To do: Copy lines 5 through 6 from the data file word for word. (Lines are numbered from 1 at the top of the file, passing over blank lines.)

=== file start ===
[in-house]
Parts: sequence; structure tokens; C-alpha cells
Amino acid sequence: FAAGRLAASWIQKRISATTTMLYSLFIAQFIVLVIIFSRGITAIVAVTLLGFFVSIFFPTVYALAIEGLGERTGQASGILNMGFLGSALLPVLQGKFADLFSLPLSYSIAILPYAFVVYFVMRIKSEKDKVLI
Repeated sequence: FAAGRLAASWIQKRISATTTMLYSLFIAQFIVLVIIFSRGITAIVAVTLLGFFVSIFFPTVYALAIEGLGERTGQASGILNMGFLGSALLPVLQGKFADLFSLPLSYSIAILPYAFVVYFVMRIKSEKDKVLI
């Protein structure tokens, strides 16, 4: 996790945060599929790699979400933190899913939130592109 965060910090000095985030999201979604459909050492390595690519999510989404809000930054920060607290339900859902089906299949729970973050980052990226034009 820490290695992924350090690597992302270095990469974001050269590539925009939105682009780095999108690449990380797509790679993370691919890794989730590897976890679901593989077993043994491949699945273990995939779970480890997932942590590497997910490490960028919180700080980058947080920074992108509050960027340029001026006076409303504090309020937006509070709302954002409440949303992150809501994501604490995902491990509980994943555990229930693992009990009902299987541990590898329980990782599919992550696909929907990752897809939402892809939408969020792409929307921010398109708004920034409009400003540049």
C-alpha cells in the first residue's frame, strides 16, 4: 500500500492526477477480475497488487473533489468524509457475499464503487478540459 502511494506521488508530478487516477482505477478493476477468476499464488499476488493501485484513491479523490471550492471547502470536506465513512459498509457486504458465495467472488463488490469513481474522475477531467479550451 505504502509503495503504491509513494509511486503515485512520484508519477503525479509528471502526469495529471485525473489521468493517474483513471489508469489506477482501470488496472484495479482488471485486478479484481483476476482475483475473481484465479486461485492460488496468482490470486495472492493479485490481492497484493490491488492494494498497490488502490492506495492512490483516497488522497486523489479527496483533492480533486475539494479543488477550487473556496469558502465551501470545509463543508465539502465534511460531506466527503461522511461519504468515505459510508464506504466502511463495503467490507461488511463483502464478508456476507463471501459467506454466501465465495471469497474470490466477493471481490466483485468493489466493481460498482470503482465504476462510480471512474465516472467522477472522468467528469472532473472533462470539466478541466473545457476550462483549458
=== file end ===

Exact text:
């Protein structure tokens, strides 16, 4: 996790945060599929790699979400933190899913939130592109 965060910090000095985030999201979604459909050492390595690519999510989404809000930054920060607290339900859902089906299949729970973050980052990226034009 820490290695992924350090690597992302270095990469974001050269590539925009939105682009780095999108690449990380797509790679993370691919890794989730590897976890679901593989077993043994491949699945273990995939779970480890997932942590590497997910490490960028919180700080980058947080920074992108509050960027340029001026006076409303504090309020937006509070709302954002409440949303992150809501994501604490995902491990509980994943555990229930693992009990009902299987541990590898329980990782599919992550696909929907990752897809939402892809939408969020792409929307921010398109708004920034409009400003540049």
C-alpha cells in the first residue's frame, strides 16, 4: 500500500492526477477480475497488487473533489468524509457475499464503487478540459 502511494506521488508530478487516477482505477478493476477468476499464488499476488493501485484513491479523490471550492471547502470536506465513512459498509457486504458465495467472488463488490469513481474522475477531467479550451 505504502509503495503504491509513494509511486503515485512520484508519477503525479509528471502526469495529471485525473489521468493517474483513471489508469489506477482501470488496472484495479482488471485486478479484481483476476482475483475473481484465479486461485492460488496468482490470486495472492493479485490481492497484493490491488492494494498497490488502490492506495492512490483516497488522497486523489479527496483533492480533486475539494479543488477550487473556496469558502465551501470545509463543508465539502465534511460531506466527503461522511461519504468515505459510508464506504466502511463495503467490507461488511463483502464478508456476507463471501459467506454466501465465495471469497474470490466477493471481490466483485468493489466493481460498482470503482465504476462510480471512474465516472467522477472522468467528469472532473472533462470539466478541466473545457476550462483549458